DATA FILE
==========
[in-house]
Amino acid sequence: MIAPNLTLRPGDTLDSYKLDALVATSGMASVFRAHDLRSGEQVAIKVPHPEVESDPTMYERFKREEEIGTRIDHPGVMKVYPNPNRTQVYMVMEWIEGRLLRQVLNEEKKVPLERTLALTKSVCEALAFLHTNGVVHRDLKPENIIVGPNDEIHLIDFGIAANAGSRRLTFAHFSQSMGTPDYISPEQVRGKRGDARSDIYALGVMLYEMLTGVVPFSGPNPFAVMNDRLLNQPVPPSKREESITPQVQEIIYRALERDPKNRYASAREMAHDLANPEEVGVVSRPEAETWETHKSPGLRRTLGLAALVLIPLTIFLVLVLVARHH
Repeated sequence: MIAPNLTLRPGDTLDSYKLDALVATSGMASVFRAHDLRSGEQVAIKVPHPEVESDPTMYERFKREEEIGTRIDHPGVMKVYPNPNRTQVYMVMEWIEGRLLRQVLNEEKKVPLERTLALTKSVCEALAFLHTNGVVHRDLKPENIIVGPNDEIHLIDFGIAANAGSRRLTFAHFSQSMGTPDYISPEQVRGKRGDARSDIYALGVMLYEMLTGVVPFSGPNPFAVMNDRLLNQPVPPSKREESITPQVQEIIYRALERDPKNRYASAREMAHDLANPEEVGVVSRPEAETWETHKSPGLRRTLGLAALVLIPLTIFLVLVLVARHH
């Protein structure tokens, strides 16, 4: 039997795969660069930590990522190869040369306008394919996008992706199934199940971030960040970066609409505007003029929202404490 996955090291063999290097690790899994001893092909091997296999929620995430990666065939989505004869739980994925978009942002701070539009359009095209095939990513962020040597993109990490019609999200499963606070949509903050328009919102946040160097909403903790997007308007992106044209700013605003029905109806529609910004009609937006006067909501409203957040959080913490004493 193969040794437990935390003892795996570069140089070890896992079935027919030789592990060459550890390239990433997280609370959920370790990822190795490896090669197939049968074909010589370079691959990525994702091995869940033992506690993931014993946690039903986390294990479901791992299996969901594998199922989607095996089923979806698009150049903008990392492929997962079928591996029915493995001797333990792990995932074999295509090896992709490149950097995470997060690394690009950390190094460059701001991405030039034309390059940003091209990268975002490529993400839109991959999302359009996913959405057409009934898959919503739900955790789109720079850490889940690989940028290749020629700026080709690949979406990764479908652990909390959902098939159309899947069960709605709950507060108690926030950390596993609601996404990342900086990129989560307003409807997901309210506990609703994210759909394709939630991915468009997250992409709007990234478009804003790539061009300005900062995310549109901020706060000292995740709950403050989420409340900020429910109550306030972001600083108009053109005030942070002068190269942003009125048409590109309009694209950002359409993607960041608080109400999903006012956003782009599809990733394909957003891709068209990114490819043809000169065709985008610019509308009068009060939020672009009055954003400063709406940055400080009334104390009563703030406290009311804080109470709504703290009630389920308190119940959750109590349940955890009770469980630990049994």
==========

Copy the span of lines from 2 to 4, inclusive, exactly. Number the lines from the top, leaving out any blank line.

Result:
Amino acid sequence: MIAPNLTLRPGDTLDSYKLDALVATSGMASVFRAHDLRSGEQVAIKVPHPEVESDPTMYERFKREEEIGTRIDHPGVMKVYPNPNRTQVYMVMEWIEGRLLRQVLNEEKKVPLERTLALTKSVCEALAFLHTNGVVHRDLKPENIIVGPNDEIHLIDFGIAANAGSRRLTFAHFSQSMGTPDYISPEQVRGKRGDARSDIYALGVMLYEMLTGVVPFSGPNPFAVMNDRLLNQPVPPSKREESITPQVQEIIYRALERDPKNRYASAREMAHDLANPEEVGVVSRPEAETWETHKSPGLRRTLGLAALVLIPLTIFLVLVLVARHH
Repeated sequence: MIAPNLTLRPGDTLDSYKLDALVATSGMASVFRAHDLRSGEQVAIKVPHPEVESDPTMYERFKREEEIGTRIDHPGVMKVYPNPNRTQVYMVMEWIEGRLLRQVLNEEKKVPLERTLALTKSVCEALAFLHTNGVVHRDLKPENIIVGPNDEIHLIDFGIAANAGSRRLTFAHFSQSMGTPDYISPEQVRGKRGDARSDIYALGVMLYEMLTGVVPFSGPNPFAVMNDRLLNQPVPPSKREESITPQVQEIIYRALERDPKNRYASAREMAHDLANPEEVGVVSRPEAETWETHKSPGLRRTLGLAALVLIPLTIFLVLVLVARHH
């Protein structure tokens, strides 16, 4: 039997795969660069930590990522190869040369306008394919996008992706199934199940971030960040970066609409505007003029929202404490 996955090291063999290097690790899994001893092909091997296999929620995430990666065939989505004869739980994925978009942002701070539009359009095209095939990513962020040597993109990490019609999200499963606070949509903050328009919102946040160097909403903790997007308007992106044209700013605003029905109806529609910004009609937006006067909501409203957040959080913490004493 193969040794437990935390003892795996570069140089070890896992079935027919030789592990060459550890390239990433997280609370959920370790990822190795490896090669197939049968074909010589370079691959990525994702091995869940033992506690993931014993946690039903986390294990479901791992299996969901594998199922989607095996089923979806698009150049903008990392492929997962079928591996029915493995001797333990792990995932074999295509090896992709490149950097995470997060690394690009950390190094460059701001991405030039034309390059940003091209990268975002490529993400839109991959999302359009996913959405057409009934898959919503739900955790789109720079850490889940690989940028290749020629700026080709690949979406990764479908652990909390959902098939159309899947069960709605709950507060108690926030950390596993609601996404990342900086990129989560307003409807997901309210506990609703994210759909394709939630991915468009997250992409709007990234478009804003790539061009300005900062995310549109901020706060000292995740709950403050989420409340900020429910109550306030972001600083108009053109005030942070002068190269942003009125048409590109309009694209950002359409993607960041608080109400999903006012956003782009599809990733394909957003891709068209990114490819043809000169065709985008610019509308009068009060939020672009009055954003400063709406940055400080009334104390009563703030406290009311804080109470709504703290009630389920308190119940959750109590349940955890009770469980630990049994």